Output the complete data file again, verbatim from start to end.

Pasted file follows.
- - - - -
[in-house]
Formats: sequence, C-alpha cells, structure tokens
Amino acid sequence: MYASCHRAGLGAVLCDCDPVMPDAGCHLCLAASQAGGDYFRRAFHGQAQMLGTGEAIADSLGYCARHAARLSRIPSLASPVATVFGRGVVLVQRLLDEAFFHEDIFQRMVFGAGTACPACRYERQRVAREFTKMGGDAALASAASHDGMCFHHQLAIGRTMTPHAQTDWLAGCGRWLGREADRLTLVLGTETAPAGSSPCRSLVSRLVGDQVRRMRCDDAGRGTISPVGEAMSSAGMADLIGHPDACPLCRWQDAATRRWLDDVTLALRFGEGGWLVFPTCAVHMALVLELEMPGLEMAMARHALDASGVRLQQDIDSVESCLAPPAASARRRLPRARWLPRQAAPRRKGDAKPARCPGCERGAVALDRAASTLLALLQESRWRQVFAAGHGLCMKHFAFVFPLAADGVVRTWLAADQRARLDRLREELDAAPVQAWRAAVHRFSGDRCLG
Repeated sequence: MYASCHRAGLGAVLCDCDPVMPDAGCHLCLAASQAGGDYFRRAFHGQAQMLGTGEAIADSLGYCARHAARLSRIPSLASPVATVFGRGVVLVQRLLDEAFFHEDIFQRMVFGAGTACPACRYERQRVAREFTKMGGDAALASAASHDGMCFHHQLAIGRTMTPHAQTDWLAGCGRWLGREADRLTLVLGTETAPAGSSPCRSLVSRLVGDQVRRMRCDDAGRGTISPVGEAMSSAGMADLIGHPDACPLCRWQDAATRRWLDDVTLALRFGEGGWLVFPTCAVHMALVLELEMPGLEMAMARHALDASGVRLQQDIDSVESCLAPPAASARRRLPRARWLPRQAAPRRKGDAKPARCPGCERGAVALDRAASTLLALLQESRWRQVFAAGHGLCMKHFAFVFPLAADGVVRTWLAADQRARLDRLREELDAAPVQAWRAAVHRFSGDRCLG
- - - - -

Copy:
[in-house]
Formats: sequence, C-alpha cells, structure tokens
Amino acid sequence: MYASCHRAGLGAVLCDCDPVMPDAGCHLCLAASQAGGDYFRRAFHGQAQMLGTGEAIADSLGYCARHAARLSRIPSLASPVATVFGRGVVLVQRLLDEAFFHEDIFQRMVFGAGTACPACRYERQRVAREFTKMGGDAALASAASHDGMCFHHQLAIGRTMTPHAQTDWLAGCGRWLGREADRLTLVLGTETAPAGSSPCRSLVSRLVGDQVRRMRCDDAGRGTISPVGEAMSSAGMADLIGHPDACPLCRWQDAATRRWLDDVTLALRFGEGGWLVFPTCAVHMALVLELEMPGLEMAMARHALDASGVRLQQDIDSVESCLAPPAASARRRLPRARWLPRQAAPRRKGDAKPARCPGCERGAVALDRAASTLLALLQESRWRQVFAAGHGLCMKHFAFVFPLAADGVVRTWLAADQRARLDRLREELDAAPVQAWRAAVHRFSGDRCLG
Repeated sequence: MYASCHRAGLGAVLCDCDPVMPDAGCHLCLAASQAGGDYFRRAFHGQAQMLGTGEAIADSLGYCARHAARLSRIPSLASPVATVFGRGVVLVQRLLDEAFFHEDIFQRMVFGAGTACPACRYERQRVAREFTKMGGDAALASAASHDGMCFHHQLAIGRTMTPHAQTDWLAGCGRWLGREADRLTLVLGTETAPAGSSPCRSLVSRLVGDQVRRMRCDDAGRGTISPVGEAMSSAGMADLIGHPDACPLCRWQDAATRRWLDDVTLALRFGEGGWLVFPTCAVHMALVLELEMPGLEMAMARHALDASGVRLQQDIDSVESCLAPPAASARRRLPRARWLPRQAAPRRKGDAKPARCPGCERGAVALDRAASTLLALLQESRWRQVFAAGHGLCMKHFAFVFPLAADGVVRTWLAADQRARLDRLREELDAAPVQAWRAAVHRFSGDRCLG